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Ed, The Original UNIX Text Editor, Cheat Sheet

Ed, The Original UNIX Text Editor, Cheat Sheet

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Published by Peteris Krumins
Made at http://www.catonmat.net

This cheat sheet contains: Line addressing symbols and their description (line addressing summary), and all the ed commands and their description (command summary).

Visit http://www.catonmat.net for more cheat sheets!
Made at http://www.catonmat.net

This cheat sheet contains: Line addressing symbols and their description (line addressing summary), and all the ed commands and their description (command summary).

Visit http://www.catonmat.net for more cheat sheets!

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Published by: Peteris Krumins on Jan 11, 2008
Copyright:Attribution Non-commercial

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06/14/2010

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 Ed Text Editor Summary
Line Addressing Summary:
Address Symbol Description
.
The current line (address) in the buffer.
$
The last line in the buffer.
n
The nth, line in the buffer where n is a number in the range [
0
,
$
].
-^
The previous line. This is equivalent to
-1
and may be repeated with cumulative effect.
-n^n
The nth previous line, where n is a non-negative number.
+
The next line. This is equivalent to
+1
and may be repeated with cumulative effect.
+nwhitespace n
The nth next line, where n is a non-negative number.Whitespace followed by a number n is interpreted as
+n
.
,%
The first through last lines in the buffer. This is equivalent to the address range
1
,
$
.
;
The current through last lines in the buffer. This is equivalent to the address range
.
,
$
.
/
re
/
The next line containing the regular expression
re
.The search wraps to the beginning of the buffer and continues down to the current line, if necessary.
//
repeats the last search.
?
re
?
The previous line containing the regular expression
re
.The search wraps to the end of the buffer and continues up to the current line, if necessary.
??
repeats the last search.
´
lc 
The line previously marked by a `
' (mark) command, where
lc
is a lower case letter.Each address in a comma-delimited range is interpreted relative to the current address.In a semicolon-delimited range, the 1
st
address is used to set the current address, and the 2
nd
address is interpreted relative to the first.
Command Summary:
Command Description
(.)a
Appends text to the buffer after the addressed line, which may be the address 0 (zero). Text is entered ininput mode. The current address is set to last line entered.
(.,.)c
Changes lines in the buffer. The addressed lines are deleted from the buffer, and text is appended in their  place. Text is entered in input mode. The current address is set to last line entered.
(.,.)d
Deletes the addressed lines from the buffer. If there is a line after the deleted range, then the current addressis set to this line. Otherwise the current address is set to the line before the deleted range.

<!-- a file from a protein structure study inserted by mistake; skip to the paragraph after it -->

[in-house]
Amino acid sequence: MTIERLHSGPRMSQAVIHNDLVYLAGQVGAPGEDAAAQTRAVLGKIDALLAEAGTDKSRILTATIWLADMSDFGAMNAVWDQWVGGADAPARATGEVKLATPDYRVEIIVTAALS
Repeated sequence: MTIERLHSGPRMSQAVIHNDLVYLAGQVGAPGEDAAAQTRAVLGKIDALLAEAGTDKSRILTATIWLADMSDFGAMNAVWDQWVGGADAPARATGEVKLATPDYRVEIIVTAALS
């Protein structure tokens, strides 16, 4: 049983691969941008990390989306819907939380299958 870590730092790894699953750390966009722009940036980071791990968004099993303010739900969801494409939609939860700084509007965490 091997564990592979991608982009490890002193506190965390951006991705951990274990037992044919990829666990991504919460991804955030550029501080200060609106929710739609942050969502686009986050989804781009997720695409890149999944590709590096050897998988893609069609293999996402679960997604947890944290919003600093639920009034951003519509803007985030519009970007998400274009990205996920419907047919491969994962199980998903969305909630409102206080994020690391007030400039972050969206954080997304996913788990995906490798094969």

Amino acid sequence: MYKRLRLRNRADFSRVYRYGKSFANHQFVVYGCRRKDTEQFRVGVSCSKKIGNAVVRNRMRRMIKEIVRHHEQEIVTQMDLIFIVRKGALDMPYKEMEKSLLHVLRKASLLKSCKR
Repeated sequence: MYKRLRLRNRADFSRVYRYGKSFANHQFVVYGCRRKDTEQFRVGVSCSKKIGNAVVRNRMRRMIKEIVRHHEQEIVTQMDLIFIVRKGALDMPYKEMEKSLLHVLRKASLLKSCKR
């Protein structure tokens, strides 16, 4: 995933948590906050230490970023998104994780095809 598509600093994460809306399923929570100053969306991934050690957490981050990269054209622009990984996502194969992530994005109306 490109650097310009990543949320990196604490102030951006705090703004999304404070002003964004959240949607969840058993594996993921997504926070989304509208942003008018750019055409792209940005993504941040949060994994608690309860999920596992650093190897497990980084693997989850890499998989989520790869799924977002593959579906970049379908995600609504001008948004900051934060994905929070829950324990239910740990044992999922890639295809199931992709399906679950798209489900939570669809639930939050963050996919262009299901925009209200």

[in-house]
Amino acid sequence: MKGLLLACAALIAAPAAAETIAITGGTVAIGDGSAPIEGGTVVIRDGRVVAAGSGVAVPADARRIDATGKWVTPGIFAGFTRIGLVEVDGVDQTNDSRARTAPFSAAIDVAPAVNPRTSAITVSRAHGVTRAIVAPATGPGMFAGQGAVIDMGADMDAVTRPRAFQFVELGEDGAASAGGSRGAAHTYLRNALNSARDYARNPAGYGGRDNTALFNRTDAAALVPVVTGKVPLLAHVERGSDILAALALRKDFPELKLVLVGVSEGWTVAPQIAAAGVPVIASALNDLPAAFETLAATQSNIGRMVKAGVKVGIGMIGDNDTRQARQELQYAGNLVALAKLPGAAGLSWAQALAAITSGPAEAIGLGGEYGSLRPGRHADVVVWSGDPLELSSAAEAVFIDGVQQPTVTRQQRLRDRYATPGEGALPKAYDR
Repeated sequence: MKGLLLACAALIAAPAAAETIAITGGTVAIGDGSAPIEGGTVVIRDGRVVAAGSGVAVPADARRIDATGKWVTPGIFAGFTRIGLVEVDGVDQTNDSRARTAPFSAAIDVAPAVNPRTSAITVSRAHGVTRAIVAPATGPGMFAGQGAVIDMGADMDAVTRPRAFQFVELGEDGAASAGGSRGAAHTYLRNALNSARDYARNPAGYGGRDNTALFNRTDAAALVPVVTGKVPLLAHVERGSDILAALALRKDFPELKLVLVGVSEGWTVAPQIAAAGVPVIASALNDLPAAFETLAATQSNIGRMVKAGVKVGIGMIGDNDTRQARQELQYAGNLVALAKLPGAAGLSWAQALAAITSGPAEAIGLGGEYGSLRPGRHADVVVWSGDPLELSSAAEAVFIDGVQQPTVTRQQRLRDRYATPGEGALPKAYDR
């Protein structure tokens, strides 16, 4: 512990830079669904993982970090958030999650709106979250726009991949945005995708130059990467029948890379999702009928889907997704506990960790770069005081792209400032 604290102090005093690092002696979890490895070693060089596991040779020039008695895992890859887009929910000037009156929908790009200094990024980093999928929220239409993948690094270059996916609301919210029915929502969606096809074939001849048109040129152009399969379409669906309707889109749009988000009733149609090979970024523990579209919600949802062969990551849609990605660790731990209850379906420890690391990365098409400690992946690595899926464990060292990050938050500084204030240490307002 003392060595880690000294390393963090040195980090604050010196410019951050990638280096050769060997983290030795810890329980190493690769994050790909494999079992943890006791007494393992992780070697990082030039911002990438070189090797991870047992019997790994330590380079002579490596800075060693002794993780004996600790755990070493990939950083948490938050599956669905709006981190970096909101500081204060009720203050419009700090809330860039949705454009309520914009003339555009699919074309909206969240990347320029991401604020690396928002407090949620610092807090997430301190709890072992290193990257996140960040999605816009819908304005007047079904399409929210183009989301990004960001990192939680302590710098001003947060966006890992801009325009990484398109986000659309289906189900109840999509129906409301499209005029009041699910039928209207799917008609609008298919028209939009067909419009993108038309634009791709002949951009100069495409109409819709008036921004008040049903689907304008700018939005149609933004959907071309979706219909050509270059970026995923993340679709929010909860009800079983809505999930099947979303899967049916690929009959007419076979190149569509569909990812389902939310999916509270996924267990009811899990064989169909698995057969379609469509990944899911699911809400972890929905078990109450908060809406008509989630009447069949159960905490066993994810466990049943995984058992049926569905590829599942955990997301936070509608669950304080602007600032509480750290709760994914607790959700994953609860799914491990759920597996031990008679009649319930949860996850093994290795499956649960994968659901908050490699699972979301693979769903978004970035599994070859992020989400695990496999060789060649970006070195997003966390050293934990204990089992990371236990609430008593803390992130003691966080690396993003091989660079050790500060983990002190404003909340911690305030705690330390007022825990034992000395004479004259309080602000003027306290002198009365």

e
file
Edits
 file
, and sets the default filename. If 
 file
is not specified, then the default filename is used. Any lines inthe buffer are deleted before the new file is read. The current address is set to the last line read.
e !
command 
Edits the standard output of `!
command 
', (see
!command
below). The default filename is unchanged. Anylines in the buffer are deleted before the output of command is read. The current address is set to the last lineread.
E
file
Edits
 file
unconditionally. This is similar to the
e
command, except that unwritten changes are discardedwithout warning. The current address is set to the last line read.
file
Sets the default filename to file. If file is not specified, then the default unescaped filename is printed.
(1,$)g/
re
/
command-list 
Applies command-list to each of the addressed lines matching a regular expression
re
. The current addressis set to the line currently matched before
command-list 
is executed. At the end of the `
g
' command, thecurrent address is set to the last line affected by command-list.Each command in
command-list 
must be on a separate line, and every line except for the last must beterminated by a backslash (\). Any commands are allowed, except for `
g
', `
G
', `
v
', and `
V
'. A newline alonein command-list is equivalent to a `
p
' command.
(1,$)G/
re
/
Interactively edits the addressed lines matching a regular expression
re
. For each matching line, the line is printed, the current address is set, and the user is prompted to enter a command-list. At the end of the `
G
'command, the current address is set to the last line affected by (the last) command-list.The format of command-list is the same as that of the `
g
' command. A newline alone acts as a nullcommand list. A single `
&
' repeats the last non-null command list.
H
Toggles the printing of error explanations. By default, explanations are not printed. It is recommended that
ed 
scripts begin with this command to aid in debugging.
h
Prints an explanation of the last error.
(.)i
Inserts text in the buffer before the current line. Text is entered in input mode. The current address is set tothe last line entered.
good coders code, great reuse
 
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